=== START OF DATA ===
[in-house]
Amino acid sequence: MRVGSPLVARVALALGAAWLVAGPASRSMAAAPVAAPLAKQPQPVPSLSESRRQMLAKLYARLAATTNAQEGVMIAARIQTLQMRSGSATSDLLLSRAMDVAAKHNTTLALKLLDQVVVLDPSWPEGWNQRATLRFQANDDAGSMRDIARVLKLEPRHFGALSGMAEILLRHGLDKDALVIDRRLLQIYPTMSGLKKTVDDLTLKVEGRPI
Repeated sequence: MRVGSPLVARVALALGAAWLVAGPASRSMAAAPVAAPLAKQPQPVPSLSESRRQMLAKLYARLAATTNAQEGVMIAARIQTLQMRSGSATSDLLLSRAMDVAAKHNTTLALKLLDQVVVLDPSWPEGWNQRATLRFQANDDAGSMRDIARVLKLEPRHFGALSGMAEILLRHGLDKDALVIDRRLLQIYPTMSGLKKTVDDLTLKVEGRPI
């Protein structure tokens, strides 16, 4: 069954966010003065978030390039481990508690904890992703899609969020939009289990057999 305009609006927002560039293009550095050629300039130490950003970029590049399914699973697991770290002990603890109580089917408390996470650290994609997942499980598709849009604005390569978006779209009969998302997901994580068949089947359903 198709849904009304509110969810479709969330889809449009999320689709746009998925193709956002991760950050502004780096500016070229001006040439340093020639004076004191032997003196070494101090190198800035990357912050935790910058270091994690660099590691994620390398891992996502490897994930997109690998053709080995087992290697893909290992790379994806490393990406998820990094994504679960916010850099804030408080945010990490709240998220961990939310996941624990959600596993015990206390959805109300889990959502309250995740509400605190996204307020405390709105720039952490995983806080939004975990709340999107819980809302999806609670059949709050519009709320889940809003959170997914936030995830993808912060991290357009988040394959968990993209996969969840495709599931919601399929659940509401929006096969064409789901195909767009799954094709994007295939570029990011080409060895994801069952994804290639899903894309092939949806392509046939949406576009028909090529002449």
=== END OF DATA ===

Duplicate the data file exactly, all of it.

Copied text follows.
[in-house]
Amino acid sequence: MRVGSPLVARVALALGAAWLVAGPASRSMAAAPVAAPLAKQPQPVPSLSESRRQMLAKLYARLAATTNAQEGVMIAARIQTLQMRSGSATSDLLLSRAMDVAAKHNTTLALKLLDQVVVLDPSWPEGWNQRATLRFQANDDAGSMRDIARVLKLEPRHFGALSGMAEILLRHGLDKDALVIDRRLLQIYPTMSGLKKTVDDLTLKVEGRPI
Repeated sequence: MRVGSPLVARVALALGAAWLVAGPASRSMAAAPVAAPLAKQPQPVPSLSESRRQMLAKLYARLAATTNAQEGVMIAARIQTLQMRSGSATSDLLLSRAMDVAAKHNTTLALKLLDQVVVLDPSWPEGWNQRATLRFQANDDAGSMRDIARVLKLEPRHFGALSGMAEILLRHGLDKDALVIDRRLLQIYPTMSGLKKTVDDLTLKVEGRPI
């Protein structure tokens, strides 16, 4: 069954966010003065978030390039481990508690904890992703899609969020939009289990057999 305009609006927002560039293009550095050629300039130490950003970029590049399914699973697991770290002990603890109580089917408390996470650290994609997942499980598709849009604005390569978006779209009969998302997901994580068949089947359903 198709849904009304509110969810479709969330889809449009999320689709746009998925193709956002991760950050502004780096500016070229001006040439340093020639004076004191032997003196070494101090190198800035990357912050935790910058270091994690660099590691994620390398891992996502490897994930997109690998053709080995087992290697893909290992790379994806490393990406998820990094994504679960916010850099804030408080945010990490709240998220961990939310996941624990959600596993015990206390959805109300889990959502309250995740509400605190996204307020405390709105720039952490995983806080939004975990709340999107819980809302999806609670059949709050519009709320889940809003959170997914936030995830993808912060991290357009988040394959968990993209996969969840495709599931919601399929659940509401929006096969064409789901195909767009799954094709994007295939570029990011080409060895994801069952994804290639899903894309092939949806392509046939949406576009028909090529002449």